There are, of course, statutory limits on what any regulator can do. Within these constraints, the quickest and most dramatic relief would be for state bank regulators to eliminate state regulatory requirements that substantially duplicate federal regulations applicable to state-chartered banks. Areas of duplication include truth-in-lending, truth-in-savings, electronic banking, community reinvestment, branching, mergers and acquisitions, and holding company regulation. At the federal level, regulators should rewrite their regulations in simpler and more general terms, eliminating all instances of micro-regulation. Every new regulation should have a pre-determined “sunset” date, after which it will expire unless re-promulgated after opportunity for public comments.
Carol Hempfling Pratt, Foley Hoag LLP, Boston
With some exceptions, community banks are required to comply with virtually the same regulatory requirements as larger banks, with a fraction of the resources. Some of my smallest clients can barely afford a full-time compliance officer, much less an entire compliance department. As new regulations are adopted, these banks worry about their limited staff’s ability to keep the bank up to date and out of regulatory hot water. To stop the ever-increasing burden, the regulators should perform cost/benefit analyses of existing regulations; for each new regulatory requirement that is adopted, the regulators should consider repealing an old requirement whose benefit cannot justify the cost of compliance.
Stanley V. Ragalevsky, partner, Kirkpatrick & Lockhart LLP, Boston While I appreciate the work that regulators are doing to lessen the regulatory burden, the biggest need for regulatory relief is in the examinations themselves. Regulators should focus their examinations on safety and soundness and maintain a sense of proportion when it comes to compliance examinations. A bank can be severely criticized in one year and adopt costly compliance programs to address the criticism, only to be criticized for poor earnings in its next examination. The cost of compliance with consumer protection laws has increased at an alarming rate, and, obviously, this has a greater impact on smaller banks. For example, just 10 years ago few community banks employed full-time compliance officers but now it has become commonplace.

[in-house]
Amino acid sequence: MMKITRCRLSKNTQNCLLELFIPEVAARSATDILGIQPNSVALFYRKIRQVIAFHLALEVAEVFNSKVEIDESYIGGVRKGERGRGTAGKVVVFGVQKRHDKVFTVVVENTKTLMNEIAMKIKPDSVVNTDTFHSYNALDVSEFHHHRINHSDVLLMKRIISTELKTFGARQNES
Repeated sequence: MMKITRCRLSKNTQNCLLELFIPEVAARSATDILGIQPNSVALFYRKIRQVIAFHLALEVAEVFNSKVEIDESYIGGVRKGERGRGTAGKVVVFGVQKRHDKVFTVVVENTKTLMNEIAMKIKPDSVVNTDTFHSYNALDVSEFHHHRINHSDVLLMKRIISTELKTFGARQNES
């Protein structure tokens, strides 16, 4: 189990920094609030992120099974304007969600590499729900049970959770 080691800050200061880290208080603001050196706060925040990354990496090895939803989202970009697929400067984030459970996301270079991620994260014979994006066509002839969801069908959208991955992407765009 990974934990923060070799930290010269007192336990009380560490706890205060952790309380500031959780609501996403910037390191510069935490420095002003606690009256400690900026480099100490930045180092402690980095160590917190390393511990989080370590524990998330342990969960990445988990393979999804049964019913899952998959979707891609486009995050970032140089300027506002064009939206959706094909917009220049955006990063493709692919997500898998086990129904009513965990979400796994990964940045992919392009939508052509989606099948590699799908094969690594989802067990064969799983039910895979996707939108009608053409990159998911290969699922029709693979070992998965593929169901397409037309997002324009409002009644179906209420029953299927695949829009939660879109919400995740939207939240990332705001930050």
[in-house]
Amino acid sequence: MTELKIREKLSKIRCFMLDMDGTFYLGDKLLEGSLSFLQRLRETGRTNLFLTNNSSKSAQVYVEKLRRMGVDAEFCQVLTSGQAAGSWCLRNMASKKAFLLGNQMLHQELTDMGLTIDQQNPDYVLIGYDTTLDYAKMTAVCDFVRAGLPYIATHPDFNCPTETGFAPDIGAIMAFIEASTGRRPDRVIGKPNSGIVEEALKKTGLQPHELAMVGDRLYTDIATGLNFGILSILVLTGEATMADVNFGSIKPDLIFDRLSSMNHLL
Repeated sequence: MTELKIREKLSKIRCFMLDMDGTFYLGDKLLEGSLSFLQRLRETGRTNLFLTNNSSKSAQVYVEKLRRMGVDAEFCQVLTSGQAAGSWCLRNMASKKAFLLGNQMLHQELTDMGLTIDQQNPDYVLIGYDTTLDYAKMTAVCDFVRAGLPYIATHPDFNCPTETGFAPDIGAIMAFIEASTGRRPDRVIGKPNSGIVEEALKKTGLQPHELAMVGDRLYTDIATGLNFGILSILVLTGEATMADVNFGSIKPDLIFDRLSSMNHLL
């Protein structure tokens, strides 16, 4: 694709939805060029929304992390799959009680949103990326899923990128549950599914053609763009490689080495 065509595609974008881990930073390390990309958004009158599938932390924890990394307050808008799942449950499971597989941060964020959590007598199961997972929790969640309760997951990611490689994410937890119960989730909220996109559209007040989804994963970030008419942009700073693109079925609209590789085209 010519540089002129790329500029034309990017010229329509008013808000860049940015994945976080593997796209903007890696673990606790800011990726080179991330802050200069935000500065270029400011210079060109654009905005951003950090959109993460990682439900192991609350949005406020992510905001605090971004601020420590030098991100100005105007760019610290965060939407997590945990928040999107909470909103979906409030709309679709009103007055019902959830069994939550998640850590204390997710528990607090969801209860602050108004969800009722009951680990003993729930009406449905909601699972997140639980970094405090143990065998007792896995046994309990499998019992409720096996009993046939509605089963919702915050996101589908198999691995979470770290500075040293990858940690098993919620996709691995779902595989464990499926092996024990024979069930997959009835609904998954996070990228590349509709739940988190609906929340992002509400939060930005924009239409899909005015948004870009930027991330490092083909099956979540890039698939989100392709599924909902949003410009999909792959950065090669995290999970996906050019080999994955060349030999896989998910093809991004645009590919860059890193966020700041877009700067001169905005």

Robert M. Taylor III, partner, Day, Berry & Howard LLP, Hartford, Conn.
While regulatory agencies can take limited steps to reduce the regulatory burden, congressional action is essential. A disproportionate regulatory burden is placed on small community banks. Accordingly, Congress should adopt a tiered regulatory system that allocates the regulatory burden relative to the size of the institution. Specific areas where Congress should act include: (1) increase the asset size limit for streamlined CRA examinations from $250 million to $1 billion; (2) eliminate the rarely exercised right of rescission; (3) simplify calculation of the finance charge and APR; (4) end annual privacy notices when there has been no change in policy; (5) reduce the volume of information in call reports; (6) reduce reporting requirements for currency transaction reports; and (7) improve or reduce the USA Patriot Act data-match requirements with OFAC lists.